As the somewhat uncharacteristic acceptance of a Walmart — the upcoming store’s massive vegetative roof seems to have sealed the deal — proves, the city of Portland, Ore. has a knack for making the best of potentially controversial, displeasing, and unsightly projects that have failed or been met with opposition in other cities. And although an entirely different creature in scope and purpose than a massive big box retailer, this also applies to public restrooms.


As reported by the Los Angeles Times, in a city where "just about everything is greener, hipper, and more carbon neutral," a network of six solar-powered Portland Loo public toilets have earned themselves their own Facebook page, a massive amount of positive press, and a legion of loo-loving admirers. Plus, a handful of other cities including Houston, Baltimore, Vancouver, B.C., San Diego, and Seattle are looking to buy and install their very own smartly designed, Portland-style privies (a Portland Loo was actually exported to Victoria, B.C. back in November). "I'm convinced Portland is the only city in the U.S., and maybe the world, that celebrates the opening of bathrooms," City Commissioner Randy Leonard tells the Times.


So what exactly makes Portland's network of highly celebrated, open 24/7 public potties work? You’d think Portlanders love ‘em because they’re plush and cozy with an interior that resembles a room at the Ace Hotel, but that’s not the case at all. To discourage bathing, hair washing, laundering, drug-dealing, naughty trysts, and other unsavory activities that have long plagued public toilets in other cities, a sink for hand-washing is located on the exterior of the 6-foot-by-10.5-foot stainless steel structures and their minimalist, graffiti-proof interiors aren't exactly all that welcoming. There are no mirrors or paper towels and there certainly isn't any Kenny G being piped in through speakers. The toilet itself is of “prison-grade” quality.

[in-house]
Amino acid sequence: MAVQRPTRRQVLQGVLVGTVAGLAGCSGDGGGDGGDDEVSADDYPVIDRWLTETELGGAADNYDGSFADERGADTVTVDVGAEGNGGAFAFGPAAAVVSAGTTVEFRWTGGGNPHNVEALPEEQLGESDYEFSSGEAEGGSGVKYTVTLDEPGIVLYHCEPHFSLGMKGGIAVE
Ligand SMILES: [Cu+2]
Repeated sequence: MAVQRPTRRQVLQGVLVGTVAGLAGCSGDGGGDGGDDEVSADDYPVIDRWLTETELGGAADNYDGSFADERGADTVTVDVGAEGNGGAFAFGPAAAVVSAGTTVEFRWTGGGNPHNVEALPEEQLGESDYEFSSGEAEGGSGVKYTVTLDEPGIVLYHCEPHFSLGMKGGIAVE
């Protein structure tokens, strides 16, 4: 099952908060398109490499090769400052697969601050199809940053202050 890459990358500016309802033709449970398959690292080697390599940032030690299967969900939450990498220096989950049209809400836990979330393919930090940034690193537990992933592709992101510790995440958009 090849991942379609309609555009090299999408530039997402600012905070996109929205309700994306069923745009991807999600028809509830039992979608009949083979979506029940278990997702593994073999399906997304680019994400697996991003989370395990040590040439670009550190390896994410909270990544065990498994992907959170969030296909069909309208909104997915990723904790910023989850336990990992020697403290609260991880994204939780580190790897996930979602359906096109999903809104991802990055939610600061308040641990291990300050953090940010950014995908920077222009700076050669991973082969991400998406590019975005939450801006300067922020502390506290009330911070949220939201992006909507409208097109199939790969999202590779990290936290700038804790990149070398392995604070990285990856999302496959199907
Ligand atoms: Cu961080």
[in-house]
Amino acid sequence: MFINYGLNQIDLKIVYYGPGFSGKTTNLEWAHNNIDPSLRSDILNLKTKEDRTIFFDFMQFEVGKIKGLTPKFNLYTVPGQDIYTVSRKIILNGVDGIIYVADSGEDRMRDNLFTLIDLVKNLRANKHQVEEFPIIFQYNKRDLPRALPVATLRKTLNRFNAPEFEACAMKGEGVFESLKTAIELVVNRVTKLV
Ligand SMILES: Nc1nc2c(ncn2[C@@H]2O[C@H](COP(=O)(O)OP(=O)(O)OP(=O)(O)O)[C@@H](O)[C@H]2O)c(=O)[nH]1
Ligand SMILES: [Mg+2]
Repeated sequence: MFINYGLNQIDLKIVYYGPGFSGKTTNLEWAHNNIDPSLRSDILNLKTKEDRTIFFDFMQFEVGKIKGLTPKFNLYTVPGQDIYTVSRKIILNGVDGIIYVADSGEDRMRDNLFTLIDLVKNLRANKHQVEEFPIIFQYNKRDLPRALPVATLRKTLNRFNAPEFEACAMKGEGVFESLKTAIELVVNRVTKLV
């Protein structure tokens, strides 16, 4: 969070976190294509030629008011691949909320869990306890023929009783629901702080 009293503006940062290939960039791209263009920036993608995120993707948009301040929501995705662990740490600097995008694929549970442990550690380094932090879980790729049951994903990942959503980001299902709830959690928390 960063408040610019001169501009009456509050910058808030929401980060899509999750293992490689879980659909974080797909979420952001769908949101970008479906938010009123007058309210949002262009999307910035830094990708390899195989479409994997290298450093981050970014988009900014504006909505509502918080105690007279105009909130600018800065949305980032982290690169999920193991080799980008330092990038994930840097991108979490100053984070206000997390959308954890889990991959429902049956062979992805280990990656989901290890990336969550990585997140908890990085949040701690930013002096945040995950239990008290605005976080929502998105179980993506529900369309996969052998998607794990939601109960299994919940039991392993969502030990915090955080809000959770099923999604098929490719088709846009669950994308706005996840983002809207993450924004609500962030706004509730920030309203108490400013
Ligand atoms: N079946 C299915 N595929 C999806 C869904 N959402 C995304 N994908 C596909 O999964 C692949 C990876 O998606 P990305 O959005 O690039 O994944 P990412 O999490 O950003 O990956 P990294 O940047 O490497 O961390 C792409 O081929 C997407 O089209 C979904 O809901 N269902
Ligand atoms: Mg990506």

Most importantly, Curtis Banger's "peekaboo" Portland Loo design only offers semi-privacy due to louvered panels that rise from foot to knee level and then again above head level. In the words of the Times, the angled louvers not only allow for natural light, but make "activity inside somewhat visible, and audible, to passersby." The toilets are also installed on sidewalks in highly trafficked areas around the city, which not only translates to convenience, but further prevents folks from moving on in. “The sounds of people chatting and laughing outside waft in disconcertingly between the slats. One feels the urge to act quickly and quietly, and move on,” describes Kim Murphy for the Times. Portland Loos are also cleaned twice a day by actual humans, a departure from the self-cleaning units found in other cities. Again, this further discourages the aforementioned unsavory activities while preventing trash build-up. 


Project spokeswomen Anne Hill describes another advantage of the design: “As you approach a Loo, you can see what's happening inside. If it's 2 in the morning and there's two sets of feet in the Loo, law enforcement has cause to knock on the door and say, 'Why are there two sets of feet in the Loo? Two of those feet need to come out.'"


Each ADA-accessible Portland Loo costs around $6,000 to install and $1,200 a month to maintain. Naturally, they're fabricated in Portland.


More on Portland's latest pride and joy over at the L.A. Times. The Portland Loo Facebook page is also worth checking if only for some rather choice status updates. Some examples: "Chuck Norris does not have to flush the toilet, he scares the crap out of it!" "We can see your trunk, but not your junk. Bwahahaha." A public toilet with a sense of humor ... I like that. 



[L.A. Times] via [Smart Planet]


Matt Hickman ( @mattyhick ) writes about design, architecture and the intersection between the natural world and the built environment.

Portland's latest pride and joy: Public toilets
As Portland, Ore. opens its sixth Portland Loo pubic toilet for business, the Los Angeles Times takes a look at the smart, loitering-preventing design features